The 911 has a formidable rally legacy of course and now there's a new one to continue that tradition, as last week Porsche rallying specialist Tuthill gave its brand new 997 RGT rally car a shake down following approval of 'modern' 911s for WRC competition.
The Harry Flatters rally was chosen for its debut, although the RGT only ran as the course car on its initial test. Organised by the Brecon Motor Club, the Harry Flatters is a true test of nerve - the clue being in the name.
We've seen GT3s rallying in the modern era, most notably campaigned by Belgian legend Marc Duez at the Monte last year. However, he piloted a 996.
According to Tuthill, "It's taken a determined effort by our team to get FIA approval for a modern 911 in current WRC rallying, but we're delighted to have finally accomplished this. Now that the door has been opened, the prospects offered by a Porsche 911 RGT rally car are incredibly exciting and nothing beats live stage rallying, so we just can't wait to try it."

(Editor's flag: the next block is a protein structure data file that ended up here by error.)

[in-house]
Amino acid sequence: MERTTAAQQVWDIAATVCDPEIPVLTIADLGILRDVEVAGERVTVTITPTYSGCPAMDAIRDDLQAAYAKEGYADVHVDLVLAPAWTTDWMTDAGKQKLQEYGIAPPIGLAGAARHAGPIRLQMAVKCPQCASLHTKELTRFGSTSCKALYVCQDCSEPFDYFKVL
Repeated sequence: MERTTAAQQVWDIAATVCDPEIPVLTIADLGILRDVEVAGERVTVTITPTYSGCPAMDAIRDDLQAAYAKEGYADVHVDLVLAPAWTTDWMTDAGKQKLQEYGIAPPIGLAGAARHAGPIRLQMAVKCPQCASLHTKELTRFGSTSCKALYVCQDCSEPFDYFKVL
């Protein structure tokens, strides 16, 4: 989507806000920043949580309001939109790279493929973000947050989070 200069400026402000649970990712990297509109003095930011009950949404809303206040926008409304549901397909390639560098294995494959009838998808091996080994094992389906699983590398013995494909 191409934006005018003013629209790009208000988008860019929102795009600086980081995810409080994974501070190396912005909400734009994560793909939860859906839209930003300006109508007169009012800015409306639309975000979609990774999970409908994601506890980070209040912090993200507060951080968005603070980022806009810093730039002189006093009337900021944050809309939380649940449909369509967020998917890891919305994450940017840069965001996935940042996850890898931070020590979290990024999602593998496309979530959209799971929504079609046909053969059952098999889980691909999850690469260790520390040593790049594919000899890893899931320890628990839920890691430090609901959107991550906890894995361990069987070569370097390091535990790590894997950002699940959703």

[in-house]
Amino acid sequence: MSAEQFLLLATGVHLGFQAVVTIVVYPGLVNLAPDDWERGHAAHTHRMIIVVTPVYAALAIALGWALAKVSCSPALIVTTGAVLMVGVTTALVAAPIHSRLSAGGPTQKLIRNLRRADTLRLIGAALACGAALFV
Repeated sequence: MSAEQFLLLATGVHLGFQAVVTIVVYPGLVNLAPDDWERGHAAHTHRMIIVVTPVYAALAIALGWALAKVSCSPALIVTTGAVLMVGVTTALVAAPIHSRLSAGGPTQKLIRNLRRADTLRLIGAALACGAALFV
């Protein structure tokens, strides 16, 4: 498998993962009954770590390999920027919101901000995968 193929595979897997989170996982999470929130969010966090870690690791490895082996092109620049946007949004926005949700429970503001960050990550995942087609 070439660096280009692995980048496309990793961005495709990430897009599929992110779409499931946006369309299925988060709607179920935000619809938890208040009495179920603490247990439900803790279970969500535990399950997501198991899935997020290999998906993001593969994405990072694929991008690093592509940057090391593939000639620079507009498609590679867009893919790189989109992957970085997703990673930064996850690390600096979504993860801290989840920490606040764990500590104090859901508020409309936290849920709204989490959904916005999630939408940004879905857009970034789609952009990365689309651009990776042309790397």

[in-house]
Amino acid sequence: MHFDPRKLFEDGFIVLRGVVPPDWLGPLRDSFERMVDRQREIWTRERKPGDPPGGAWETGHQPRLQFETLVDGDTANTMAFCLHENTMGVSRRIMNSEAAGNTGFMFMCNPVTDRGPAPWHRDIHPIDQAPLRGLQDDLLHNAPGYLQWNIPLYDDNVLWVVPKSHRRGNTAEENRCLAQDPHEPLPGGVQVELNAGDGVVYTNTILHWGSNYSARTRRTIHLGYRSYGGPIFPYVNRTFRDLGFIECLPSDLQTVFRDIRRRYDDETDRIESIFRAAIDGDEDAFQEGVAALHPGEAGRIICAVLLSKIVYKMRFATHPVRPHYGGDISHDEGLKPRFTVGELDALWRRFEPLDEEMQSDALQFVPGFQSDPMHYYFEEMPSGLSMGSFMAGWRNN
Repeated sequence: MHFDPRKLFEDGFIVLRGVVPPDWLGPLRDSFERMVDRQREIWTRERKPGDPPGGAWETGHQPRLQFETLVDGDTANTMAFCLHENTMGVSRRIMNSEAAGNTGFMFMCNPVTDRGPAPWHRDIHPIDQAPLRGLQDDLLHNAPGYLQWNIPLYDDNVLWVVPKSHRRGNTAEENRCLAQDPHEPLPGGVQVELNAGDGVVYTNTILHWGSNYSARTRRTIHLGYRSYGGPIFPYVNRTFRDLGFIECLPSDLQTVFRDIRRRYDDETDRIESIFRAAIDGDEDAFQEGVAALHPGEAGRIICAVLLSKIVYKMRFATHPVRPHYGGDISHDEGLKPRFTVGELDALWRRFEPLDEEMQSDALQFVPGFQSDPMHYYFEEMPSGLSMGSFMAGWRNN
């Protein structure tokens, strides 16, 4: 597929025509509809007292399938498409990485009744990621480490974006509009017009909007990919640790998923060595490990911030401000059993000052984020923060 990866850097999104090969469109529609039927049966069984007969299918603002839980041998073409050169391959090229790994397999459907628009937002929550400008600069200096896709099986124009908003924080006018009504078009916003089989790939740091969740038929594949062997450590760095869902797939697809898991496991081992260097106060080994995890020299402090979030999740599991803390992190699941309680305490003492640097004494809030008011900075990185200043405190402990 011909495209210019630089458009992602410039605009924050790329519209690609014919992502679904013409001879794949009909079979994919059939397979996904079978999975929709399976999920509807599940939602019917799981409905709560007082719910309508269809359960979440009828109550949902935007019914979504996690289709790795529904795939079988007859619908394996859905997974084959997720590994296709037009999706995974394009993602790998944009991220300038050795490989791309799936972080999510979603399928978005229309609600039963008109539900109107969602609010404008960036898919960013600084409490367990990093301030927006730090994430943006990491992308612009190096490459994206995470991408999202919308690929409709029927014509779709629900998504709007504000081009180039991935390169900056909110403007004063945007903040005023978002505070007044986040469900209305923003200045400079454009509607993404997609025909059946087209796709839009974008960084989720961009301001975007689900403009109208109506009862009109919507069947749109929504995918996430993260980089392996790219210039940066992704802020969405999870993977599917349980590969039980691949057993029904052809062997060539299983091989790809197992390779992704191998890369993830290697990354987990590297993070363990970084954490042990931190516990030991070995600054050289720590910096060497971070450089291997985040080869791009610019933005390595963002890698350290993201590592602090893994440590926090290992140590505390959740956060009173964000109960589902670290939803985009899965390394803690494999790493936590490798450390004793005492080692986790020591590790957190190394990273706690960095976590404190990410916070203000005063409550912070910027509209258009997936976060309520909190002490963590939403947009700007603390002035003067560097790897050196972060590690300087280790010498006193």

The shakedown went well, with Richard Tuthill of - you guessed it - Team Tuthill Porsche commenting, "The team has done a magnificent job. The car lands beautifully from jumps, is incredibly nimble through the narrow tight twisty stuff and hugely competent in the fast sections. It was born to rally!"
And if you've seen that vid of Harris riding shotgun with Francois Delecour in a road going GT3 RS, you'll know what real rally drivers think of the car.
The first chance the team will get to show the RGT on the world stage will be at the next WRC round in Germany. Although it could have competition, as a rally-prepped 997 GT3 actually took to the start line of rally Finland last weekend - those speeds on that surface with an inevitable huge amount of oversteer we'd like to witness.
Now, with the old WRC RGT class homologation rules out and 'technical vehicle passports' in, it should encourage more GT cars to take to the loose. We hope.
Enjoy that flat-six howl and a few airborne moments in the vid.
Photos: JMS Photographic, via Tuthill Porsche